The American Heart Association recommends only getting 5–6% of your calories from saturated fat — for a 2,000-calorie diet, that’s about 13 grams of saturated fat per day. Most store-bought peanut butter contains around 3 grams of saturated fat in one serving, which is well below the recommended daily limit.

If you eat half the jar, that's another story — which is why moderation is key.

How to choose the healthiest peanut butter

The healthiest peanut butters contain no or very few added ingredients, the experts note. "When choosing a peanut butter, look at the ingredients and pick one that is just peanuts and salt, or unsalted," says Rizzo.

Whether the peanut butter is chunky or smooth (which is more of a personal preference), the simpler, the better. "I recommend opting for one that say 'natural' on it, which usually means it’s just peanuts with a dash of salt," Rizzo adds.

When peanut butter does contain added salt, Largeman-Roth recommends choosing a brand with less than 100 milligrams of sodium per serving.

If you're looking for peanut butter that satisfies your sweet tooth — or, let's be real, that your kids will enjoy — choose a brand that contains less than 5 grams of added sugar per serving, says Largeman-Roth.

More processed peanut butters often have stabilizers, such as fully hydrogenated oils (often palm oil), to prevent the ingredients from separating. These are different from partially hydrogenated oils, which contain trans fats, previously reported.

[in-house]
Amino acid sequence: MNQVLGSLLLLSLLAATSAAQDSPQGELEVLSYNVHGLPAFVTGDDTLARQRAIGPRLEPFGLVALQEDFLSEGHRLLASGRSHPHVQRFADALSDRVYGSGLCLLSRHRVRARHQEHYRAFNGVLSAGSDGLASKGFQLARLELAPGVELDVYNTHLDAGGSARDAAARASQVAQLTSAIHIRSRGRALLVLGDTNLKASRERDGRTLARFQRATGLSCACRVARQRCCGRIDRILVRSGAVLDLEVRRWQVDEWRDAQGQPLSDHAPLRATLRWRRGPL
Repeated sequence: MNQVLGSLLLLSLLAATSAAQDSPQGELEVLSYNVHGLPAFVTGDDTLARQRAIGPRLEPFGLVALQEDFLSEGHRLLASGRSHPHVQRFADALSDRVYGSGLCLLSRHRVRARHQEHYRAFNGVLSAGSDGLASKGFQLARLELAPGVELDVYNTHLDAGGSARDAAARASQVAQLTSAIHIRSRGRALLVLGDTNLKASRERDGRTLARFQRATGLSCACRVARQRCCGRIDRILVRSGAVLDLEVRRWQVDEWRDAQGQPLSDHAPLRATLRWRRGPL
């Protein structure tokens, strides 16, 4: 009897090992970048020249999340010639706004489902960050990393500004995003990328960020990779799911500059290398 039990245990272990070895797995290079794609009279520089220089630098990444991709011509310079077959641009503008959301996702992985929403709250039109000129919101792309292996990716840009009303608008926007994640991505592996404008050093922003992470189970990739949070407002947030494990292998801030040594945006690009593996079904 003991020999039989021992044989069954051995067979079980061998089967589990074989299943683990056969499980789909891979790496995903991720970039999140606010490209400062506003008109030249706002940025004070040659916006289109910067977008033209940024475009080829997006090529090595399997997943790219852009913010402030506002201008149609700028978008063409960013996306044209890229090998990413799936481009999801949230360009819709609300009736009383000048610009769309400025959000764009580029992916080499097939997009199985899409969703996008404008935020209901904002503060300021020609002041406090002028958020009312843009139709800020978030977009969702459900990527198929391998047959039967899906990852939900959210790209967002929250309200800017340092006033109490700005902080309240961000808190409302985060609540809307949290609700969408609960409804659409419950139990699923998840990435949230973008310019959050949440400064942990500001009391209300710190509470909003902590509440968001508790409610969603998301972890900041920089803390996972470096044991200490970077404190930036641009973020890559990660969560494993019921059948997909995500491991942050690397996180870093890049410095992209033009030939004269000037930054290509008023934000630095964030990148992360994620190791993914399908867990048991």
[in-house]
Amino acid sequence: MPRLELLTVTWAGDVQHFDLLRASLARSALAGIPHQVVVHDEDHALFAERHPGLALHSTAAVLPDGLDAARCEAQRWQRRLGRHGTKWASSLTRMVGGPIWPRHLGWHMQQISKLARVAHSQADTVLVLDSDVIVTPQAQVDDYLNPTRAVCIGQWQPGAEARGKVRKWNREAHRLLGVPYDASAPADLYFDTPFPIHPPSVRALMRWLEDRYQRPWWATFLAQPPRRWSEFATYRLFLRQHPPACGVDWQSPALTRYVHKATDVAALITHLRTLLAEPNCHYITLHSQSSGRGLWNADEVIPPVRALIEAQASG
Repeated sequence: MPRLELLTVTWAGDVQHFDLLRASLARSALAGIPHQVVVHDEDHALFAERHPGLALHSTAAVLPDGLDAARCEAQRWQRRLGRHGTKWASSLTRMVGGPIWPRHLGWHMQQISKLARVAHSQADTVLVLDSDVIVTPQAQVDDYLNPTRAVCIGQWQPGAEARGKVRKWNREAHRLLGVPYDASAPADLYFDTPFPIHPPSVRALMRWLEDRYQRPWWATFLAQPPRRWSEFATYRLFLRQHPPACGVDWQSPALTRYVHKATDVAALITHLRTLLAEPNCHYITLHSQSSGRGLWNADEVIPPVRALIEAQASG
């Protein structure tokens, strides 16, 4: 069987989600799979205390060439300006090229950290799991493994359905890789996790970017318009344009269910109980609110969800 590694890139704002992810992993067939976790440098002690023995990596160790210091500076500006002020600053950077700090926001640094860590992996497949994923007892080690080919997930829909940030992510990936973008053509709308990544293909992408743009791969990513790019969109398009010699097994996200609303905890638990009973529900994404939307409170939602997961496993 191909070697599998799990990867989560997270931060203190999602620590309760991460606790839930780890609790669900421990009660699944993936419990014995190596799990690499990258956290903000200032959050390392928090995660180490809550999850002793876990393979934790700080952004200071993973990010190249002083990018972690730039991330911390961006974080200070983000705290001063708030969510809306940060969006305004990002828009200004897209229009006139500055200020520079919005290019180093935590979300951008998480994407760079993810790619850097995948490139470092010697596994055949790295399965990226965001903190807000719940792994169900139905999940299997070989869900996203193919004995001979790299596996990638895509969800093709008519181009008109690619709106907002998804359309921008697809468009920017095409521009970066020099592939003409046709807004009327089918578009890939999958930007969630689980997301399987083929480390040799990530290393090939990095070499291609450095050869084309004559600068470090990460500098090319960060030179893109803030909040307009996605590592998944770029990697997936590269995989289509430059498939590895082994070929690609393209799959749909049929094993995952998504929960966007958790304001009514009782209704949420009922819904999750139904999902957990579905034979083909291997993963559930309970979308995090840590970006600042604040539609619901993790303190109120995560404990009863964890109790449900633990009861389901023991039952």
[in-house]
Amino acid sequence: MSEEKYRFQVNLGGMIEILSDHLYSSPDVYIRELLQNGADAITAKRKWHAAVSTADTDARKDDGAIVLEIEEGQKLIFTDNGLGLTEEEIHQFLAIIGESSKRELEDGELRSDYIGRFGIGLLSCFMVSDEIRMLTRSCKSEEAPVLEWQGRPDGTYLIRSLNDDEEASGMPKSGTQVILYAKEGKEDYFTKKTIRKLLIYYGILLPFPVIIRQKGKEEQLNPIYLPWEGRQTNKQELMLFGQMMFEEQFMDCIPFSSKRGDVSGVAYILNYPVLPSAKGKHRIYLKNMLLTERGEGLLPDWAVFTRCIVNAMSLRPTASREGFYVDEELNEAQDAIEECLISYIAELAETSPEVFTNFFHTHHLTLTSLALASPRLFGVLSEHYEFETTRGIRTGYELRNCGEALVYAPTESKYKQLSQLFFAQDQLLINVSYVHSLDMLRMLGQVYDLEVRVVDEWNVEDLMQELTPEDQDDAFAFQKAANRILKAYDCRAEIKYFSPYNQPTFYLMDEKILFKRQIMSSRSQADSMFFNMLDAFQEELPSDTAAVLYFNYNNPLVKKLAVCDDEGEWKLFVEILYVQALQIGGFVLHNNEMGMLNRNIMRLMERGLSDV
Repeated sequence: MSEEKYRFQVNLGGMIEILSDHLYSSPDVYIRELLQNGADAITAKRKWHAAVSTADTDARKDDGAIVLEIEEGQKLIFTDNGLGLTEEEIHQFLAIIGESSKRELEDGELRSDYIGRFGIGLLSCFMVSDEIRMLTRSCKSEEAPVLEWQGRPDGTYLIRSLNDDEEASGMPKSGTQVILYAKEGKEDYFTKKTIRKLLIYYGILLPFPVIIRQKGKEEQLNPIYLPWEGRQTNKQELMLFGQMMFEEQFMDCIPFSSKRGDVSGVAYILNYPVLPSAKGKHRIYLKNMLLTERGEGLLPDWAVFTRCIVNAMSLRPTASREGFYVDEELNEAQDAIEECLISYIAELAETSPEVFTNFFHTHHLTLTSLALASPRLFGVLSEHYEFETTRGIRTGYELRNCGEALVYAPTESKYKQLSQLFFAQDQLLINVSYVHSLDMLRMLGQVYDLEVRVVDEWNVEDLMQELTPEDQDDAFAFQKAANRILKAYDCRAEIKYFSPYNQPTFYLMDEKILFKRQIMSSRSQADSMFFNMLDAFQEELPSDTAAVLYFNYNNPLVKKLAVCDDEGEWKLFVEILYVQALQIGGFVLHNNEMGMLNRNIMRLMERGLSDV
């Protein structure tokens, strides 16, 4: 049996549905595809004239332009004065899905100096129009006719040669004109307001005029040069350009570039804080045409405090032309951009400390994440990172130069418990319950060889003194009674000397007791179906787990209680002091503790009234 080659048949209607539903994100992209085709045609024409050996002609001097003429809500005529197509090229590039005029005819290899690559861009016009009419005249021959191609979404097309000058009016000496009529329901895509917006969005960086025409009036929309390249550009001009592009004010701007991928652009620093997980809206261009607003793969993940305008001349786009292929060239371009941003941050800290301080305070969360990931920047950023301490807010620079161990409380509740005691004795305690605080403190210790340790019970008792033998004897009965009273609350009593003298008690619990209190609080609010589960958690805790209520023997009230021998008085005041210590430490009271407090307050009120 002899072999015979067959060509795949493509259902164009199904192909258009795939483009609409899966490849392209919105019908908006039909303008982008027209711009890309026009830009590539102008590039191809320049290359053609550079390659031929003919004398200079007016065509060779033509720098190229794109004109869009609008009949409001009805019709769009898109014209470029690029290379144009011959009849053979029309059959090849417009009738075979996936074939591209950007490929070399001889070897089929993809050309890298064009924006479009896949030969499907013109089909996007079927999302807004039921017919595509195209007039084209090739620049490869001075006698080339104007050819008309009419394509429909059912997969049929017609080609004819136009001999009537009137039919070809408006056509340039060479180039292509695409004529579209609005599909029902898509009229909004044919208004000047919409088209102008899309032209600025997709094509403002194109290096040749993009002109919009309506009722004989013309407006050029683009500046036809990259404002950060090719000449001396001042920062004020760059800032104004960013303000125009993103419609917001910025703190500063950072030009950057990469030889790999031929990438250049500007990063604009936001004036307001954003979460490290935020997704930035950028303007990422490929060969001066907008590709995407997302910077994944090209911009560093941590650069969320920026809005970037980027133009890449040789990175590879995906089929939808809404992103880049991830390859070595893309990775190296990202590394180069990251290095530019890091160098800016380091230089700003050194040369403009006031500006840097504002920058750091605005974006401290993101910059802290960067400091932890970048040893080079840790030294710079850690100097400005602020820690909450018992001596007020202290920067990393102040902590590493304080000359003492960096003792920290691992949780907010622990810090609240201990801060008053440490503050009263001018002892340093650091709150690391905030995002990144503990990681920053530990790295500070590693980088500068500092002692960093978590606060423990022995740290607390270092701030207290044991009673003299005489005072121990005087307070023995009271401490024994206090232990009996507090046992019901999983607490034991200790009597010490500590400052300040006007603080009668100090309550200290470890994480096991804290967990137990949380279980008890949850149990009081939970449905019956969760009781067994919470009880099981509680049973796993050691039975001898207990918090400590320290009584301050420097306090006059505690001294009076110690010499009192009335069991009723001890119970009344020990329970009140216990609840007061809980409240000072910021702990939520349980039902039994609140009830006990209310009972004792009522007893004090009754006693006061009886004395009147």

Natural peanut butters do not contain these stabilizers, which is why the oil often separates and rises to the top of the jar. This is completely normal, the experts note. “Just stir before using,” says Largeman-Roth.

How to avoid unhealthy peanut butters

When it comes to unhealthy peanut butters, those full of excess additives — including excess sugar, oils and preservatives — tend to be the least healthy options. "These are unnecessary and add extra, unwanted fat and calories," says Rizzo.

Peanut butters loaded with added sugars often top the list of those worst for you. "You should probably avoid ones that have extra sugar," says Rizzo.

Examples of added sugars include brown sugar, cane sugar, raw sugar, fructose, sucrose, lactose, maltose, rice syrup, maple syrup, high fructose corn syrup, fruit nectars, honey, molasses and agave, previously reported.

Varieties like "honey roasted" peanut butter and chocolate peanut butters are often rich in added sugars and sweeteners, says Rizzo. These are best enjoyed as an occasional treat, rather than an everyday spread, Rizzo adds.

The American Heart Association recommends that women limit total added sugars to 6 teaspoons per day, while men stick with 9 teaspoons per day.

While "reduced-fat" or "low-fat" peanut butter varieties may sound healthier, they can actually be worse for you. Peanut butter is mostly unsaturated fat, which is healthy, the experts note. When this is removed, less healthy ingredients — like sugar and salt —are often added to improve the taste, per the Cleveland Clinic.

Low-fat peanut butters can contain the same amount of calories or more than the full-fat versions, but they're less satiating.

However, any kind of peanut butter can be unhealthy when consumed in excess, and most Americans are eating way too much, according to the Cleveland Clinic.

“It’s really easy to overdo it with peanut butter, and the calories and fat can add up quickly,” says Rizzo. It's important to eat peanut butter in moderation, which means sticking to the recommended serving size of 2 tablespoons per day max, she emphasizes.